Ryan Matthew Pierson How IoT Will Play an Important Role in Traffic … Related Posts Tags:#connected car#featured#Internet of Things#IoT#parking#Smart Cities#smart city#top Believe it or not, the parking industry is getting smarter. For cities hoping to integrate more smart technologies into their infrastructure, smart parking is a brilliant way to monitor, manage, and monetize parking. As automated vehicles go from vision to reality, smart parking will become increasingly more necessary.One firm, IPS Group, has a solution.See also: California parking garage operator prepares from driverless carsThis smart parking firm has an all-in-one package solution for Smart Parking that tackles deployment from stem to stern. A comprehensive, fully-integrated Smart Parking platform that covers in-vehicle payment, parking enforcement management, permit management, mobile apps, metering, and data management to help cities better manage and understand its parking infrastructure.Works for driversImagine being able to navigate not only to your destination, but directly to an open parking space, pay the parking fee with a tap, and know exactly where your car is when you are ready to leave. They will also be able to see special offers from local merchants they can take advantage of while they’re in the area. This is a win for local business.No more waiting in line at the kiosk behind another driver that doesn’t understand how to pay the meter. No more endless searching for an empty parking spot. Better traffic flow because less cars are clogging up lanes slowly trudging along looking for an open space.On the other side, drivers will face improved parking enforcement. So, if you grab a spot and don’t intend to pay for the duration of your vehicle’s stay, you can expect swift ticketing and/or towing. Code enforcement officers will have the ability to see exactly how long your car has been in that spot.Looking forward, automated vehicles will certainly need a smarter way to determine not only where an open spot is, but to have the ability to park without being at risk of being out of code. No one wants their automated vehicle to pick them up with parking tickets all over its windshield. A smart parking system could one day be able to communicate with these vehicles and let them know where the nearest open spot is to that they can park, and give the driver the ability to feed the meter remotely using a mobile app.Works for citiesCities benefit greatly from smart parking technologies. Not only do they have improved code enforcement, but they can see, in real time, how parking habits are affecting the flow of traffic.Cities would benefit from access to IPS’ product suite, including:Smart single-space metersMulti-space pay stationsPay-station upgrade kitsVehicle detection sensorsSmart cash collection systemsMobile applicationsEnforcement and permitting solutionsHosted data management software with advanced data analyticsCities that opt for IPS Group’s system will benefit from it being an all-in-one package solution. Its data management system is also set to get a major upgrade this summer. Not only does it connect with all of IPS’ solutions, but it adds modules, data intelligence, and a modern user interface to boot.Having all of this under one umbrella makes it easier for cities to adopt and integrate these platforms into their overall smart city strategy. However, it also means that once everything is in place, it is more closely tied to that system, for better or for worse.On the surface, it would appear that IPS Group is on the right track. Smart city technologies are supposed to make life easier for the citizens and the government, alike. Its integrated, cloud-based Smart Parking system is built to do just that. How Connected Communities Can Bolster Your Busi… Surveillance at the Heart of Smart Cities IT Trends of the Future That Are Worth Paying A…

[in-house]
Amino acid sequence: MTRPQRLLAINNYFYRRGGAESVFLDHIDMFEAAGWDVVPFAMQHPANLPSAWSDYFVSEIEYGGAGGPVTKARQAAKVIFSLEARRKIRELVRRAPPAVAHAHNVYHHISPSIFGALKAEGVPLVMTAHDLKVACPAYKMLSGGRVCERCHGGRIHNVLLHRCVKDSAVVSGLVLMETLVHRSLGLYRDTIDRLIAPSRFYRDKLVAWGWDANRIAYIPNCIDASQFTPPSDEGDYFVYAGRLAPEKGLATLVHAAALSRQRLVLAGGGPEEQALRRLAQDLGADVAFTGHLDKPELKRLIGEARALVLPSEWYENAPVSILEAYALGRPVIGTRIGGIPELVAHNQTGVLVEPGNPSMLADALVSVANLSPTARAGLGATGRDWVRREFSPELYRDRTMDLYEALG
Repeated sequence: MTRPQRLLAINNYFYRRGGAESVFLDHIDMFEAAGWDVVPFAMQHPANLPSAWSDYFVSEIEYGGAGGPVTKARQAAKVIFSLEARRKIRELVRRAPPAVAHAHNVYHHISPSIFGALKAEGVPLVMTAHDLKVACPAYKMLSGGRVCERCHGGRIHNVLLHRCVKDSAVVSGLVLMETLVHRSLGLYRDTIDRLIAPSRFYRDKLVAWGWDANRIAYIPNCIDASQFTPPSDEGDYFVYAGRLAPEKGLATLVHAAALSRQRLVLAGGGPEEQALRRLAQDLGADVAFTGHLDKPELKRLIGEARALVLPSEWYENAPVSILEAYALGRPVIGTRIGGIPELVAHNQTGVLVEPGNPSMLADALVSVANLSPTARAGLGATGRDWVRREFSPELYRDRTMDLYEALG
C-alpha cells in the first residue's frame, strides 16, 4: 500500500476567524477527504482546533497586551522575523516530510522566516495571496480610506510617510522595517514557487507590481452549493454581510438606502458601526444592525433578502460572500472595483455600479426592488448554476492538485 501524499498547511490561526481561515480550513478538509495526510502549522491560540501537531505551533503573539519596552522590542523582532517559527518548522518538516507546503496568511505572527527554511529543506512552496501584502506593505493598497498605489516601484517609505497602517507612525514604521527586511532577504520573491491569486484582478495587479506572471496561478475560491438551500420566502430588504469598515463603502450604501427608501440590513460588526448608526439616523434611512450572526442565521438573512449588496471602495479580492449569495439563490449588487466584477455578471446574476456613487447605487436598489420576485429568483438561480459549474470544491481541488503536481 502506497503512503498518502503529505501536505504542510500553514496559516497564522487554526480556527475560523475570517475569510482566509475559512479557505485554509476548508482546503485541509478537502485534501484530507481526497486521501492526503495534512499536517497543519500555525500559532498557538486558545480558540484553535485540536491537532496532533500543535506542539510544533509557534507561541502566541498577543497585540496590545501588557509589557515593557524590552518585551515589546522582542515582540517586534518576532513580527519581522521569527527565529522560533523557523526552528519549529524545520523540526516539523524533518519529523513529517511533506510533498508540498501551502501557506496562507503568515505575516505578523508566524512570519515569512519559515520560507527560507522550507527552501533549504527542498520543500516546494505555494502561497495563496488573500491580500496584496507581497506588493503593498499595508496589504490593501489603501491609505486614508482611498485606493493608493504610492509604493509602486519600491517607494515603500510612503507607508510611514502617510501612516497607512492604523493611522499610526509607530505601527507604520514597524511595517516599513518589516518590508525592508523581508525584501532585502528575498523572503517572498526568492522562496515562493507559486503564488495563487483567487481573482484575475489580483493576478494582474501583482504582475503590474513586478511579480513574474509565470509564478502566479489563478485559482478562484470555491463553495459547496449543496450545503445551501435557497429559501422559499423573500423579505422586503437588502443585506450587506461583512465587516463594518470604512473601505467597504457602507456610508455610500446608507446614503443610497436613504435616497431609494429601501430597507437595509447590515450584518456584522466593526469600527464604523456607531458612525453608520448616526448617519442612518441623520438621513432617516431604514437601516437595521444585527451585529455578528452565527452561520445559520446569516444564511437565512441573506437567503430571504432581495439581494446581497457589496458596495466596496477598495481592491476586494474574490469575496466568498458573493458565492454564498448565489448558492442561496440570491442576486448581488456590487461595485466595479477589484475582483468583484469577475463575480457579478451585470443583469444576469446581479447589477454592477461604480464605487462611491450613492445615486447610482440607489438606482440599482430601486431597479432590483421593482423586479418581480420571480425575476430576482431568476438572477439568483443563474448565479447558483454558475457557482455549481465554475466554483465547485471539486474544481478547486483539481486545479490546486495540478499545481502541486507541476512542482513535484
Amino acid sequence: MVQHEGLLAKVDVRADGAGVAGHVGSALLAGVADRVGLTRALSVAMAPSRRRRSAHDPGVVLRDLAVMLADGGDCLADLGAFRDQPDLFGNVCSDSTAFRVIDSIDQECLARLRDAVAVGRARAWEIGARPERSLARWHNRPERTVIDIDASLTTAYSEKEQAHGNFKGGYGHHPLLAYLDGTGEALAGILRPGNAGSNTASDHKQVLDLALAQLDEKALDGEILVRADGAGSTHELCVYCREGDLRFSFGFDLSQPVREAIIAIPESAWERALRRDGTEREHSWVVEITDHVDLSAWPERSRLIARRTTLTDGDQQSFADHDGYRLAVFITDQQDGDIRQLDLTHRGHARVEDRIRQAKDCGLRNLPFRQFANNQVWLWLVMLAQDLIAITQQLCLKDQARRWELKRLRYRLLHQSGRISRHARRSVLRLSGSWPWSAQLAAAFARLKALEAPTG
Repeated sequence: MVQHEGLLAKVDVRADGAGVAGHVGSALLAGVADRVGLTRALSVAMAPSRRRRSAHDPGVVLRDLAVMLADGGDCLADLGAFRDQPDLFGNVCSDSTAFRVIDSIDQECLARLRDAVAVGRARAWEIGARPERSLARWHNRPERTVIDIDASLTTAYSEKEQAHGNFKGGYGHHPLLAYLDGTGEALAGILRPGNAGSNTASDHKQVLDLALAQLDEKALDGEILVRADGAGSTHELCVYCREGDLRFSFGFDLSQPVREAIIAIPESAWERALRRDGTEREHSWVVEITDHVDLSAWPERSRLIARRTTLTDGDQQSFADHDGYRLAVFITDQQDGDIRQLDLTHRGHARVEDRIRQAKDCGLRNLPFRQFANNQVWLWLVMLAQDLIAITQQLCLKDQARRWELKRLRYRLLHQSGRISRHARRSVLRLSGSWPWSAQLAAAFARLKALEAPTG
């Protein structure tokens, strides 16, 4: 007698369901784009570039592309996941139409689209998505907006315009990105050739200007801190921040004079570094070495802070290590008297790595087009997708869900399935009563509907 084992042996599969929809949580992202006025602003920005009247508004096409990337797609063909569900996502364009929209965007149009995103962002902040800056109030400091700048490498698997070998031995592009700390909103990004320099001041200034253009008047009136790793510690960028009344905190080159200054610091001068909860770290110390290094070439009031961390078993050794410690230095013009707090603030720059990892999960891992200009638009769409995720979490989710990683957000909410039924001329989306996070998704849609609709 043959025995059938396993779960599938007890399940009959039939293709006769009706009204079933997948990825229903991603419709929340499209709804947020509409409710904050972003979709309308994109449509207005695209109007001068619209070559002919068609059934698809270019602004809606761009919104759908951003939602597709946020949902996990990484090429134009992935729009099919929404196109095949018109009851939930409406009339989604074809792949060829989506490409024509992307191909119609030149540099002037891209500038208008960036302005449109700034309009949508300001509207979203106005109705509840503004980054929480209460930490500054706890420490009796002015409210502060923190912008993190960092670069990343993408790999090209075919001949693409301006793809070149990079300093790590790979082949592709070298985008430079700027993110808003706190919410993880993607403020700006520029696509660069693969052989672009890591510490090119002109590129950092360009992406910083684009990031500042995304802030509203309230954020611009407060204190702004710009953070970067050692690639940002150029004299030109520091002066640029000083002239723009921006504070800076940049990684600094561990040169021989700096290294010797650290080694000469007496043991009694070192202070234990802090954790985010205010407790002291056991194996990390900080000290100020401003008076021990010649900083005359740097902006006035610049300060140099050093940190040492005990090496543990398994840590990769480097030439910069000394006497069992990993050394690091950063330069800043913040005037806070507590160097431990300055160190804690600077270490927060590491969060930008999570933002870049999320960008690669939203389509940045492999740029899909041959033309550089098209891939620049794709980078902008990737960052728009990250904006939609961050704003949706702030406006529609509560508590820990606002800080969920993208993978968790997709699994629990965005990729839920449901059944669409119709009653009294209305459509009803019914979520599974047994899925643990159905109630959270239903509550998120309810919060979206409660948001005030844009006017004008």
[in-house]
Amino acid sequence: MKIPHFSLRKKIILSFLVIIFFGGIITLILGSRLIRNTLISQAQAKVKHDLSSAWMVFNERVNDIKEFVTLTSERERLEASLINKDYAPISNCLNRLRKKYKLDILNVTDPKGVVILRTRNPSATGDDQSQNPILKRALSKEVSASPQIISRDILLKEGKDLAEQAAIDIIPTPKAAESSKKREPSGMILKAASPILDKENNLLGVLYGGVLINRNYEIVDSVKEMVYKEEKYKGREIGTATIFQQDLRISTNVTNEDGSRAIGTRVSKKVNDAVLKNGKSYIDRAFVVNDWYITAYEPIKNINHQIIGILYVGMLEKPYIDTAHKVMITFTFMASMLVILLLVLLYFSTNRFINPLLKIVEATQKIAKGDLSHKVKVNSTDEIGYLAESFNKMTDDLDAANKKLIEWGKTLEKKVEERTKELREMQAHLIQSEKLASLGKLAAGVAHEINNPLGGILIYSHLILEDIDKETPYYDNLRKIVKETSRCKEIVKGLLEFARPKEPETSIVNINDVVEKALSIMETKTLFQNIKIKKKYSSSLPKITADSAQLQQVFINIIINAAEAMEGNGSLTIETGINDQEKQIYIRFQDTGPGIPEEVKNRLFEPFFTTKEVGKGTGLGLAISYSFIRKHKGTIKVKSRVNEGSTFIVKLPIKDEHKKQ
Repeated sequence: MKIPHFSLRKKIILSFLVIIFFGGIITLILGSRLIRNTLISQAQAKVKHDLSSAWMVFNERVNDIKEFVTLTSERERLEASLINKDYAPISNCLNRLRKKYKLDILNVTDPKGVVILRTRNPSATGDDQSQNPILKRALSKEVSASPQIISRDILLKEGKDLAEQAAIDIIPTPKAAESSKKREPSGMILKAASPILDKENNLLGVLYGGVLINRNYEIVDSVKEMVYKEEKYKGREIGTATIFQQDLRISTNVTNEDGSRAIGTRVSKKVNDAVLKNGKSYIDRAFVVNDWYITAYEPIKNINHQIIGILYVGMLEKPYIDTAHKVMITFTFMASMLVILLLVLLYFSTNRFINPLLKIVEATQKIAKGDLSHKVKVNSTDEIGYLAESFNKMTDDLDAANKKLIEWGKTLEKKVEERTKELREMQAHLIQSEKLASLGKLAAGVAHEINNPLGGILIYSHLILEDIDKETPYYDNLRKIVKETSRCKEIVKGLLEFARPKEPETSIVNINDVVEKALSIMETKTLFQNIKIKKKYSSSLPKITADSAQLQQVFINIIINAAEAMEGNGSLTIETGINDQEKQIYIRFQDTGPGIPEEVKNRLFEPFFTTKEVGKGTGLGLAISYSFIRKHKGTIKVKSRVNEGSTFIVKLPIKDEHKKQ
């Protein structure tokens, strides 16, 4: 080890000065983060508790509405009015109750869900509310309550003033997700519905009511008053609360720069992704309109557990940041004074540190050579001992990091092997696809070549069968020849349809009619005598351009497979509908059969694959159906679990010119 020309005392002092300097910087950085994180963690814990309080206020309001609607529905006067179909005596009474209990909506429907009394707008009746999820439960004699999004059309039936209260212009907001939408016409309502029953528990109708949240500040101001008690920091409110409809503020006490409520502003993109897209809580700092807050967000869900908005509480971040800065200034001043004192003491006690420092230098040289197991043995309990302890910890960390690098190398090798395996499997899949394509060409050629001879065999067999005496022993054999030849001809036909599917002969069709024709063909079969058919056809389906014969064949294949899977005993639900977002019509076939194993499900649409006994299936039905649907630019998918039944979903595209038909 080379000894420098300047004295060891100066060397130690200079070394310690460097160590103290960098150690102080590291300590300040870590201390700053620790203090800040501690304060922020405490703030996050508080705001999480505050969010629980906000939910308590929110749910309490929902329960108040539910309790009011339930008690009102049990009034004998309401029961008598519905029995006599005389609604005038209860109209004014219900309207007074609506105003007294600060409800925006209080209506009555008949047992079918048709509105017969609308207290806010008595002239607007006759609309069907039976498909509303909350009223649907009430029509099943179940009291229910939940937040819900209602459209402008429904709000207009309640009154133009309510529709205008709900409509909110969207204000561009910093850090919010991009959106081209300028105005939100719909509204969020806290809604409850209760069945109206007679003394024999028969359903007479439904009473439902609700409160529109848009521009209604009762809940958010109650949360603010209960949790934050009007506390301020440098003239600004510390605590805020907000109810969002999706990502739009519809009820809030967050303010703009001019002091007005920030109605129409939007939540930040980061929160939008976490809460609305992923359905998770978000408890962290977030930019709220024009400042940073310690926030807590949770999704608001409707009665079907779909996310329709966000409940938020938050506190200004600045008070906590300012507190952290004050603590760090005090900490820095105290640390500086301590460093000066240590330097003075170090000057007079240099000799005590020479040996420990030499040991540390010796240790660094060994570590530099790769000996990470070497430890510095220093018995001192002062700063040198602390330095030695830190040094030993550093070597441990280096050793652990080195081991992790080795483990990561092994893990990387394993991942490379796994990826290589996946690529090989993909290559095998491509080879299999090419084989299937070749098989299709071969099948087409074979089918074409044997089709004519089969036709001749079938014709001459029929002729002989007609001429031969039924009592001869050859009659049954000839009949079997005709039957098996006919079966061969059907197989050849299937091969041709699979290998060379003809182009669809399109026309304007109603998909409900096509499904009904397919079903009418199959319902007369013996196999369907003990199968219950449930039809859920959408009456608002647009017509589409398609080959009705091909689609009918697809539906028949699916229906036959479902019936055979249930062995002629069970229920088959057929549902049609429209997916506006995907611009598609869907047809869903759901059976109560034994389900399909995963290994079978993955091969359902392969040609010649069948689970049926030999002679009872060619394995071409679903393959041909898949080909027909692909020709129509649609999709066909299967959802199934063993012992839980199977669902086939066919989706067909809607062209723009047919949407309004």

1. The Post MethodThe post method, or center cut, is the most common method. The DP and the director might not even know that the client is going to present their project in vertical mode — instead, the post-production house gets a request for a 1080×1929 center cut of the final approved edit, then uploaded to Instagram and other social media channels.The issue with this technique is that it usually feels claustrophobic. The framings feel off, and they’re very tight — unless the DP has framed with verticality in mind (usually to the detriment of the 16:9 widescreen).It’s possible to shoot this way and have a decent image in both aspect ratios, but it takes planning. Most monitors, and some cameras, let you load custom guides or overlays so you can frame for both vertical and horizontal frames.2. Flipping the CameraShooting a second take with the camera on its side.A less compromised solution to vertical video is shooting a second version of your takes with the camera on its side, giving you additional footage to edit. This isn’t as time-consuming as it might seem — at least on set.Once you’re happy with a take, flip the camera and monitor on its side and do one more version. You or the editor can incorporate this footage into a different cut.This will almost double your time in post, since there’s a new project to make, but it’ll look infinitely better than a center cut because you’ll be able to choose the appropriate lens and framing for your shots.This is definitely best used for short-form content — like thirty-second commercials — since it’ll eat into your prep, shooting, and editing time.3. Stacked Camera MethodIf you don’t have time for re-takes, you’ll need two cameras operating at the same time.If you don’t want to (or can’t) do additional takes, you’ll need to record horizontal and vertical versions simultaneously. This could mean having a second camera right next to your A camera that’s showing vertically, or to attach another camera to the main camera and roll on both at the same time.The best practice is to add another camera person to do the operating, and to sync the second camera via timecode so that the editor can edit both as one.Since clients are often reluctant to foot the bill for the extra manpower, attaching a camera to the side of the A camera’s cage works pretty well, if the operator doesn’t have to focus it during a shot and can keep the settings unified.Whatever method you use, vertical video is here for the foreseeable future, so it makes sense to learn how to get the best image possible.Looking for more video production tips and tricks? Check these out.The Rules of Cinema Vérité Documentary FilmmakingThe Rise of TikTok and What It Means for Digital Video ProducersDaVinci Resolve’s Boring Detector – Offensive or Misunderstood?Breaking Down the Role of the Video Editing SupervisorA Guide to Turning Your Podcasts into Video Podcasts In this write-up, we’ll look at three common methods for creating a 9:16 vertical video cut of your project — and how each one measures up.Vertical video deliverables are a curveball filmmakers have been dealing with over the last couple of years. Clients want their “cinematic” widescreen content, but they also want a vertical version of their content for use on Instagram, Snapchat, and Facebook. Assuming you’re not just recording on your phone . . . here are three common methods to give your clients what they want.